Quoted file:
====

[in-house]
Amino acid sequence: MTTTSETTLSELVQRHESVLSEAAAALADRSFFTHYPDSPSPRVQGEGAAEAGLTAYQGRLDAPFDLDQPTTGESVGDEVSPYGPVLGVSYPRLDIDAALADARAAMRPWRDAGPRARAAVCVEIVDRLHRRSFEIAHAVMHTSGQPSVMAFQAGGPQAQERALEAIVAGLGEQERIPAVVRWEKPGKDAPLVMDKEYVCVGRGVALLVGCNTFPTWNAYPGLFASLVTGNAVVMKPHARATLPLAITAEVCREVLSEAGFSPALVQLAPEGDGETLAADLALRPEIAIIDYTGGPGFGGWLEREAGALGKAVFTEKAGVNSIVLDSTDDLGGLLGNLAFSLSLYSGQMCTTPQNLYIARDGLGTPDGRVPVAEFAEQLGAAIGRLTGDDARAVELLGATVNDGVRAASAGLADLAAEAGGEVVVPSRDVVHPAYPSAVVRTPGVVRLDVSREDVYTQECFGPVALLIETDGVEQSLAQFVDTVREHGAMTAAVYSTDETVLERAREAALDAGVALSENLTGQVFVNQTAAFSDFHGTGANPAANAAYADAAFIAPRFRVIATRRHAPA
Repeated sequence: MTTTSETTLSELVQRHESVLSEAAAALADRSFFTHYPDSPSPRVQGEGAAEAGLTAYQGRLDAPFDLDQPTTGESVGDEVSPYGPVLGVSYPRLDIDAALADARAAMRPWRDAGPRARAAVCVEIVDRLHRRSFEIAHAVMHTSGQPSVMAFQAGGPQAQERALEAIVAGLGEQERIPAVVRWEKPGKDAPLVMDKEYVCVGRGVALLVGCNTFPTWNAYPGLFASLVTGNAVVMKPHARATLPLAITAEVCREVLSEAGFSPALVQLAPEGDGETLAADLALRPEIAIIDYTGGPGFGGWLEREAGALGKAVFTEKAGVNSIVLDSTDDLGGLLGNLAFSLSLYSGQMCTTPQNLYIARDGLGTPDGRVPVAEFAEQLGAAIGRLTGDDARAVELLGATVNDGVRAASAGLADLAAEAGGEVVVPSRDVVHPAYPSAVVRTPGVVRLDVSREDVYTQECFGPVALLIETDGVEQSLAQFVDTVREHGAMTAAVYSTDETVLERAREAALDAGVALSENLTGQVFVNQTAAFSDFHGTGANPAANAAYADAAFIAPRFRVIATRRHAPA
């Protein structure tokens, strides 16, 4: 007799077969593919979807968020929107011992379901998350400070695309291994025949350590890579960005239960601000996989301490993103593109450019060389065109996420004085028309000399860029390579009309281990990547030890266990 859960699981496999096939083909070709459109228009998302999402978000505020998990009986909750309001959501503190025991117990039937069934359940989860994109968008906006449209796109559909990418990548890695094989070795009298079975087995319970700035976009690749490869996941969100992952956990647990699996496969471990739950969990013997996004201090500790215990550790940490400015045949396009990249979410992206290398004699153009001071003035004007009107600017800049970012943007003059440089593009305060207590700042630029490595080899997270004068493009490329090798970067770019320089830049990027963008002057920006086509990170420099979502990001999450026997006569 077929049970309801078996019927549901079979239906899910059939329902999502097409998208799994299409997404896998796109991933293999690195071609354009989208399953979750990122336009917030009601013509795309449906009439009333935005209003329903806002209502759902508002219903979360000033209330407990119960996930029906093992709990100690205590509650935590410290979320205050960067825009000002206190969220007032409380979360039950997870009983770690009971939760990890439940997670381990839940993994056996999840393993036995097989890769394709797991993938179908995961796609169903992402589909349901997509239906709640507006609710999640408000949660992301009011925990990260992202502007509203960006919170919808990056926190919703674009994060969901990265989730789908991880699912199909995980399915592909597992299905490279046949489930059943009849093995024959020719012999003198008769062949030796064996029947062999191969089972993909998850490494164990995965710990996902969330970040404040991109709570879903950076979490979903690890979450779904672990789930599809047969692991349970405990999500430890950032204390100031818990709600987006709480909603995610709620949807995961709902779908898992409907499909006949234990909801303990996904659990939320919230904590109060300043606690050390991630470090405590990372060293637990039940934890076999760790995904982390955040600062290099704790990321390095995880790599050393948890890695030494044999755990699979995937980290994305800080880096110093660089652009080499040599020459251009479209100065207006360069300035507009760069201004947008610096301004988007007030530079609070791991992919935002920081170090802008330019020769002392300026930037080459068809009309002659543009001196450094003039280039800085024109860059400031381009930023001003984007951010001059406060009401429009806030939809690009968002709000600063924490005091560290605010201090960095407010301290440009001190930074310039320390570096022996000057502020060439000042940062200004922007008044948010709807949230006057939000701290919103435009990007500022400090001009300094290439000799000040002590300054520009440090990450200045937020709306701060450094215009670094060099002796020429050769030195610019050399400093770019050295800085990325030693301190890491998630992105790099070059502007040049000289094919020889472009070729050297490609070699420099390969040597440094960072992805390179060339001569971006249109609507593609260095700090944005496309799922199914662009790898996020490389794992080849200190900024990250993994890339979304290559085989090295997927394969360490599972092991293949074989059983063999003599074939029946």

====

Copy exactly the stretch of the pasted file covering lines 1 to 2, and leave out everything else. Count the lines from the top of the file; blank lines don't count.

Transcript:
[in-house]
Amino acid sequence: MTTTSETTLSELVQRHESVLSEAAAALADRSFFTHYPDSPSPRVQGEGAAEAGLTAYQGRLDAPFDLDQPTTGESVGDEVSPYGPVLGVSYPRLDIDAALADARAAMRPWRDAGPRARAAVCVEIVDRLHRRSFEIAHAVMHTSGQPSVMAFQAGGPQAQERALEAIVAGLGEQERIPAVVRWEKPGKDAPLVMDKEYVCVGRGVALLVGCNTFPTWNAYPGLFASLVTGNAVVMKPHARATLPLAITAEVCREVLSEAGFSPALVQLAPEGDGETLAADLALRPEIAIIDYTGGPGFGGWLEREAGALGKAVFTEKAGVNSIVLDSTDDLGGLLGNLAFSLSLYSGQMCTTPQNLYIARDGLGTPDGRVPVAEFAEQLGAAIGRLTGDDARAVELLGATVNDGVRAASAGLADLAAEAGGEVVVPSRDVVHPAYPSAVVRTPGVVRLDVSREDVYTQECFGPVALLIETDGVEQSLAQFVDTVREHGAMTAAVYSTDETVLERAREAALDAGVALSENLTGQVFVNQTAAFSDFHGTGANPAANAAYADAAFIAPRFRVIATRRHAPA